Course Information
FacultyFine Arts
Cycle / Level1st / Undergraduate
Teaching PeriodWinter
CoordinatorEleftheria Thanouli
Course ID280005954

Programme of Study: UPS of School of Film Studies (2009-2013)

Registered students: 37
OrientationAttendance TypeSemesterYearECTS
CoreElective Courses beloging to the selected specialization535

Class Information
Academic Year2020 – 2021
Class PeriodWinter
Faculty Instructors
Weekly Hours4
Class ID
Course Type 2016-2020
  • Scientific Area
Course Type 2011-2015
Knowledge Deepening / Consolidation
Mode of Delivery
  • Face to face
Digital Course Content
The course is also offered to exchange programme students.
Language of Instruction
  • Greek (Instruction, Examination)
  • English (Examination)
Learning Outcomes
At the end of the semester the students will be able to: 1. To recognize the different forms of history (Formal, Academic, History-memory, Cinematic) and to distinguish the principles that govern each. 2. To distinguish between the different forms of representation of history in cinema (fiction drama, documentaries, innovative forms) 3. To approach the historical representation of films on three levels (form, philosophy and ideology) 4. To critically approach both the written and the audiovisual history in order to understand the elements of their construction 5. Especially, this year, to discuss the different aspects of the Revolution of 1821 on the occasion of the representation of the event in Greek films.
General Competences
  • Retrieve, analyse and synthesise data and information, with the use of necessary technologies
  • Adapt to new situations
  • Generate new research ideas
  • Be critical and self-critical
  • Advance free, creative and causative thinking
Course Content (Syllabus)
This course aims to delve into the complex relation of the cinematic medium with the representation of History and the shaping of public memory around signal historical events of the 20th century.
representation, History, Memory
Educational Material Types
  • Notes
  • Slide presentations
  • Multimedia
  • Book
Use of Information and Communication Technologies
Use of ICT
  • Use of ICT in Course Teaching
  • Use of ICT in Communication with Students
powerpoint, e-mail
Course Organization
Reading Assigment401.3
Student Assessment
There are specific criteria that are spelled out In the syllabus. The students might choose to take a written exam or write a paper or both. If they write to choose a paper, then a public presentation of their subject is requires. Thus, the options are three: a. 100% written exam, b. 100% paper (incl. public presentation), c. 50% written exam and 50% paper (incl. public presentation)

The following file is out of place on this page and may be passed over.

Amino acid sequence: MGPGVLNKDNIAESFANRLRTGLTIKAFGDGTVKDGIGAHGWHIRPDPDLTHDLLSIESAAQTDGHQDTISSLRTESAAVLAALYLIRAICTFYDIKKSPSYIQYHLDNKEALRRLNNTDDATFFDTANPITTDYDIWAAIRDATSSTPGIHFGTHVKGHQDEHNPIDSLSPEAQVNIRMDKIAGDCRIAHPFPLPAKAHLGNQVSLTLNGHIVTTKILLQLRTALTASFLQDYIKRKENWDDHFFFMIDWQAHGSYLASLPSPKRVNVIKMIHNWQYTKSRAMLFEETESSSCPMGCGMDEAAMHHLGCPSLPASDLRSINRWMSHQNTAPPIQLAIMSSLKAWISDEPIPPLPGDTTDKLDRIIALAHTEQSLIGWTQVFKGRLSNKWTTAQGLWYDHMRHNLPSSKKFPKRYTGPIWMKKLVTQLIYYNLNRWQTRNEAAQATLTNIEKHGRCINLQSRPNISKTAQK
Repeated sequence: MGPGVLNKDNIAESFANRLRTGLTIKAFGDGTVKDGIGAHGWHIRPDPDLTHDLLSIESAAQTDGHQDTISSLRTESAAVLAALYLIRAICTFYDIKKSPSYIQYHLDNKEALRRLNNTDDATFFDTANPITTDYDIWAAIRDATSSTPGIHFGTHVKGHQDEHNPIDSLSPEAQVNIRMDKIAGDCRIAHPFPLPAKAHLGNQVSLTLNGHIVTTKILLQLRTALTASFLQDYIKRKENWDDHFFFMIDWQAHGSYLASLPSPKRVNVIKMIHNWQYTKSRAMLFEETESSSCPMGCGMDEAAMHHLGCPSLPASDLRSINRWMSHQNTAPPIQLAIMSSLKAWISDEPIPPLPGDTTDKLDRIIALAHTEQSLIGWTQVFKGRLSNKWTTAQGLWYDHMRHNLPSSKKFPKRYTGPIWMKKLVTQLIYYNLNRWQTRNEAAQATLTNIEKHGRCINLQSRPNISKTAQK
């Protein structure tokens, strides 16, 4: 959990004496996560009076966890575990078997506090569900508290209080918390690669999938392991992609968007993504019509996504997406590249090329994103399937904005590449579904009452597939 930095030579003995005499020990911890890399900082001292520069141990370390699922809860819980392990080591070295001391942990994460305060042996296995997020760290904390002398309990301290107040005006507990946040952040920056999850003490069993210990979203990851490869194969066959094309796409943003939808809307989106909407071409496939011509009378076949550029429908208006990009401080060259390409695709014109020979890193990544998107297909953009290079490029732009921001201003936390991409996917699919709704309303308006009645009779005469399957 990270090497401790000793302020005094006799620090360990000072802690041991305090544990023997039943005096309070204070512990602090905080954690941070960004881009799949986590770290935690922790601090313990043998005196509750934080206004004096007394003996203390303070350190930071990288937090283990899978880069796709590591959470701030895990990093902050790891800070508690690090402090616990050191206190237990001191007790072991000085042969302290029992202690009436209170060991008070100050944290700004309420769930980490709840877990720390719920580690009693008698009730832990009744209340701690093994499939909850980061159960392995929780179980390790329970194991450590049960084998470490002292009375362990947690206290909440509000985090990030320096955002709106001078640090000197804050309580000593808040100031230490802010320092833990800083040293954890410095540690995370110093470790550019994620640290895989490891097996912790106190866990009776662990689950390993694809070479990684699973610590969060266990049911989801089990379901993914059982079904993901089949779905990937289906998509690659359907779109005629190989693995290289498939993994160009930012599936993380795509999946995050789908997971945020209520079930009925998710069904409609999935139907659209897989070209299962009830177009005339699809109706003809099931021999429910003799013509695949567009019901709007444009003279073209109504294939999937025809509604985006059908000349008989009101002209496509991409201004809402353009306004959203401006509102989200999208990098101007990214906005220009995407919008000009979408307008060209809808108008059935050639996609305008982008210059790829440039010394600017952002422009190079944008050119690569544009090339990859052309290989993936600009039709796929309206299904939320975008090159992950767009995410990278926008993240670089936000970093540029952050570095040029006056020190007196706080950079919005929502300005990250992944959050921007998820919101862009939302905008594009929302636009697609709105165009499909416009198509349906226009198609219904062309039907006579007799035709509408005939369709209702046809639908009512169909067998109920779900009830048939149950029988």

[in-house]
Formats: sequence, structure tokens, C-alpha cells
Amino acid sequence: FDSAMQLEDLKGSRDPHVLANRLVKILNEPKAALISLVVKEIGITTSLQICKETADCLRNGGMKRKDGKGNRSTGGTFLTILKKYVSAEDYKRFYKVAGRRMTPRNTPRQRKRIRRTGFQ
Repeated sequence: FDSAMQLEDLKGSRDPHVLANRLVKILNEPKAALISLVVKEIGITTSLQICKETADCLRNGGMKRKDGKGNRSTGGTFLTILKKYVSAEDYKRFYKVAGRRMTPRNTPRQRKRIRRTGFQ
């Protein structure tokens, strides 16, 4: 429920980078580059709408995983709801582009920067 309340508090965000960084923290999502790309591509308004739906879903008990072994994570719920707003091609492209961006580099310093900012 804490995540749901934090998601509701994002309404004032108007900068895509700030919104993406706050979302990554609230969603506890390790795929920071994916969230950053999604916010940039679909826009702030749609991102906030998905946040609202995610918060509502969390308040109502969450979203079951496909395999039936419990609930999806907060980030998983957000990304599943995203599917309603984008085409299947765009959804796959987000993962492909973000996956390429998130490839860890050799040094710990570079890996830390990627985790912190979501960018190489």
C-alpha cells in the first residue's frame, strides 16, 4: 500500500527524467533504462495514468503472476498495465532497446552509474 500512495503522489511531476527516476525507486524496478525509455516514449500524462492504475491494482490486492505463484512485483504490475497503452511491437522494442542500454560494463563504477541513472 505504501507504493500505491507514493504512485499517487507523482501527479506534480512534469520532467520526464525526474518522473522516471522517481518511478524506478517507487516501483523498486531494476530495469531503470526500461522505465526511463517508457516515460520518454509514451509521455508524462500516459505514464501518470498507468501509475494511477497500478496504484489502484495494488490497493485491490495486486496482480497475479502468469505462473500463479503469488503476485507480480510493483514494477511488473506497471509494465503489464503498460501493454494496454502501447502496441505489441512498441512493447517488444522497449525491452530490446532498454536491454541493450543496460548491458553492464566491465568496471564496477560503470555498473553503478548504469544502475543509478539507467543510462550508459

Student Assessment methods
  • Written Exam with Extended Answer Questions (Summative)
  • Written Assignment (Summative)
  • Performance / Staging (Formative)
Course Bibliography (Eudoxus)
Ferro, Marc (2001), Ιστορία και Κινηματογράφος, μτφρ. Μαρκέτου Π. (Αθήνα: Μεταίχμιο). Λαμπρινός, Φώτος (2005), Ισχύς μου η αγάπη του φακού. Τα κινηματογραφικά επίκαιρα ως τεκμήρια της ιστορίας (1895-1940), (Αθήνα: Καστανιώτης). Τομαή, Φωτεινή (επιμ.) (2006), Αναπαραστάσεις του πολέμου (Αθήνα: Παπαζήσης). ––––––––– (επιμ.) (2004), Η μετανάστευση στον κινηματογράφο: Η μαρτυρία της κινηματογραφικής εικόνας (Αθήνα: Παπαζήσης).
Additional bibliography for study
Briley, Ron (1996), ‘Sergei Eisenstein: The Artist in Service of the Revolution’, The History Teacher, 29: 525-536. Burgoyne, Robert (2008), The Hollywood Historical Film (Malden, Oxford, Victoria: Wiley-Blackwell). Chopra-Gant, Mike (2008) Cinema and History. The Telling of Stories (London, Wallflower Press). Cocks Geoffrey (2004), The wolf at the door: Stanley Kubrick, history & the Holocaust (New York: Peter Lang). Davis, Natalie Zemon (2002), Slaves on Screen: Film and Historical Vision (Cambridge, MA: Harvard University Press). Haggith, Toby and Joanna Newman (2005), Holocaust And The Moving Image (London: Wallflower press). Jenkins, Keith (1997), The Postmodern History Reader (London and New York: Routledge). Landy, Marcia (2001), Historical Film (London: Athlone Press). *Maland, Charles (1979), ‘Dr. Strangelove (1964): Nightmare Comedy and the Ideology of Liberal Consensus’, American Quarterly, 31, 5: 697-717. O’Connor, John E. (ed.) (1990), Image as Artifact: The Historical Analysis of Film and Television (Florida: Krieger). Rosenstone, Robert (2006), History on Film/ Film on History (Edinburgh Gate: Pearson). Sobchack, Vivian (1996), The Persistence of History: Cinema, Television and the Modern Event (New York: Routledge). *Sorlin, Pierre (1994), ‘War and Cinema: Interpreting the Relationship’, Historical Journal of Film, Radio and Television, 14: 357-66. Thanouli, Eleftheria (2005), ‘World War II revisited: narration and representations of War in Terrence Malick’s The Thin Red Line’, Kinema, 23: 45-60. *Toplin, Robert Brent (1988), ‘The Filmmaker as Historian’, The American Historical Review, 93: 1210-1227. *White, Hayden (1988), ‘Historiography and Historiophoty’, The American Historical Review, 93: 1193-1199. White, Hayden (1990), The Content of the Form: Narrative Discourse and Historical Representation (Baltimore: John Hopkins UP). Martin M. Winkler (ed.) (2007), Spartacus: Film and History (Malden, Oxford, Victoria: Blackwell Publishing)
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